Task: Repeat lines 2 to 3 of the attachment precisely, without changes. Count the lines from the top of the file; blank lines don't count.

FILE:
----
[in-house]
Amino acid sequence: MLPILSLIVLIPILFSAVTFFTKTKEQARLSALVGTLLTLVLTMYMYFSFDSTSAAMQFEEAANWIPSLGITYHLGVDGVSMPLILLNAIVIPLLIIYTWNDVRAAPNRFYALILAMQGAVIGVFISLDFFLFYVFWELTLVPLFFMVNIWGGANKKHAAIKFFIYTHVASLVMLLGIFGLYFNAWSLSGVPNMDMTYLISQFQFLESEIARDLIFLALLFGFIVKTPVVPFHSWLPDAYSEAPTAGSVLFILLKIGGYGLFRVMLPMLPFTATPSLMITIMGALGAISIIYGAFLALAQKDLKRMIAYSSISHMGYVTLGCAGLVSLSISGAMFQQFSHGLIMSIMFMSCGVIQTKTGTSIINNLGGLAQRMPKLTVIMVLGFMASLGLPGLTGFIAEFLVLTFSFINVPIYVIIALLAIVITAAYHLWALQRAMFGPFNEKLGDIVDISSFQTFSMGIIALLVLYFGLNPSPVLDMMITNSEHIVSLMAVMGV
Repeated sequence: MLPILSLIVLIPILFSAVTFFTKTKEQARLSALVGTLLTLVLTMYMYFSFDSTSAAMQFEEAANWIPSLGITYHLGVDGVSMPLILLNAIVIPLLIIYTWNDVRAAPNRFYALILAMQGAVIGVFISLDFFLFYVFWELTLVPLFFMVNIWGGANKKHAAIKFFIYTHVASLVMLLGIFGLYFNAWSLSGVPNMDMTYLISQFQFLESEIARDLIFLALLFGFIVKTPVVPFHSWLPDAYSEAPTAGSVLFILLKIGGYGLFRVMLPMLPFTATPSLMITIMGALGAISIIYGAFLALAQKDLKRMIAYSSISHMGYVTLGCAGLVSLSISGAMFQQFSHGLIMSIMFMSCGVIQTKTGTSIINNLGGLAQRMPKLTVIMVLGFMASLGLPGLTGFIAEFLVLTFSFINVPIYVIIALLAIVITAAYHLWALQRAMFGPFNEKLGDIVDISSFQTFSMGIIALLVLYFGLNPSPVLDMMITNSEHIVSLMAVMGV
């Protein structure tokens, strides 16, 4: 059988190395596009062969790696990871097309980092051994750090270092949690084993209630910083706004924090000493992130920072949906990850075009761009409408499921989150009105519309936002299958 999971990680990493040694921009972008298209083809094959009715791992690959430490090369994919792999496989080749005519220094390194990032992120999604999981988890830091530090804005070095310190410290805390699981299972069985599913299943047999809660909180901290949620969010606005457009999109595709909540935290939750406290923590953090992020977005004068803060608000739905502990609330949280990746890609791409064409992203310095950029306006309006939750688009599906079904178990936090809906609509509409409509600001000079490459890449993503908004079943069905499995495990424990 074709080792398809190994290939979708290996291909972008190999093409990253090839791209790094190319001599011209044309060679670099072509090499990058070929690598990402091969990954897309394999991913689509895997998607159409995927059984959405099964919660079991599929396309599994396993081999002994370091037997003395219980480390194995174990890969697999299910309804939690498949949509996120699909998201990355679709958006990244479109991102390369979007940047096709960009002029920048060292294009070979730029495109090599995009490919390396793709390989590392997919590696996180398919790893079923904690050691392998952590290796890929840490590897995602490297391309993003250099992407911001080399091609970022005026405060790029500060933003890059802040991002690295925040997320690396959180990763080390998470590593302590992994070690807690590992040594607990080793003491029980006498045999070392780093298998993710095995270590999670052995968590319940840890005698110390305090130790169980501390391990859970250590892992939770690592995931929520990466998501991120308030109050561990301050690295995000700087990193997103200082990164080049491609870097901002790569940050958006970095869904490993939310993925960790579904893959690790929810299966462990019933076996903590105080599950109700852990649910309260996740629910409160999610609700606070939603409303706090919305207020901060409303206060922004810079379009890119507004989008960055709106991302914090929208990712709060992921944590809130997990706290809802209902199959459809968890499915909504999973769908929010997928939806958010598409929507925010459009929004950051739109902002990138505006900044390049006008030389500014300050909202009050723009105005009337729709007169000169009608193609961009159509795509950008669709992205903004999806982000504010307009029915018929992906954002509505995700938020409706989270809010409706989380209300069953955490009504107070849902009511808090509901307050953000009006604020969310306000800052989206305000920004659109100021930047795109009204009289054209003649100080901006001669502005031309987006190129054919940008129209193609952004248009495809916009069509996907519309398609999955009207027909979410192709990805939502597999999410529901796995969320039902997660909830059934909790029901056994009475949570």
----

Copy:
Amino acid sequence: MLPILSLIVLIPILFSAVTFFTKTKEQARLSALVGTLLTLVLTMYMYFSFDSTSAAMQFEEAANWIPSLGITYHLGVDGVSMPLILLNAIVIPLLIIYTWNDVRAAPNRFYALILAMQGAVIGVFISLDFFLFYVFWELTLVPLFFMVNIWGGANKKHAAIKFFIYTHVASLVMLLGIFGLYFNAWSLSGVPNMDMTYLISQFQFLESEIARDLIFLALLFGFIVKTPVVPFHSWLPDAYSEAPTAGSVLFILLKIGGYGLFRVMLPMLPFTATPSLMITIMGALGAISIIYGAFLALAQKDLKRMIAYSSISHMGYVTLGCAGLVSLSISGAMFQQFSHGLIMSIMFMSCGVIQTKTGTSIINNLGGLAQRMPKLTVIMVLGFMASLGLPGLTGFIAEFLVLTFSFINVPIYVIIALLAIVITAAYHLWALQRAMFGPFNEKLGDIVDISSFQTFSMGIIALLVLYFGLNPSPVLDMMITNSEHIVSLMAVMGV
Repeated sequence: MLPILSLIVLIPILFSAVTFFTKTKEQARLSALVGTLLTLVLTMYMYFSFDSTSAAMQFEEAANWIPSLGITYHLGVDGVSMPLILLNAIVIPLLIIYTWNDVRAAPNRFYALILAMQGAVIGVFISLDFFLFYVFWELTLVPLFFMVNIWGGANKKHAAIKFFIYTHVASLVMLLGIFGLYFNAWSLSGVPNMDMTYLISQFQFLESEIARDLIFLALLFGFIVKTPVVPFHSWLPDAYSEAPTAGSVLFILLKIGGYGLFRVMLPMLPFTATPSLMITIMGALGAISIIYGAFLALAQKDLKRMIAYSSISHMGYVTLGCAGLVSLSISGAMFQQFSHGLIMSIMFMSCGVIQTKTGTSIINNLGGLAQRMPKLTVIMVLGFMASLGLPGLTGFIAEFLVLTFSFINVPIYVIIALLAIVITAAYHLWALQRAMFGPFNEKLGDIVDISSFQTFSMGIIALLVLYFGLNPSPVLDMMITNSEHIVSLMAVMGV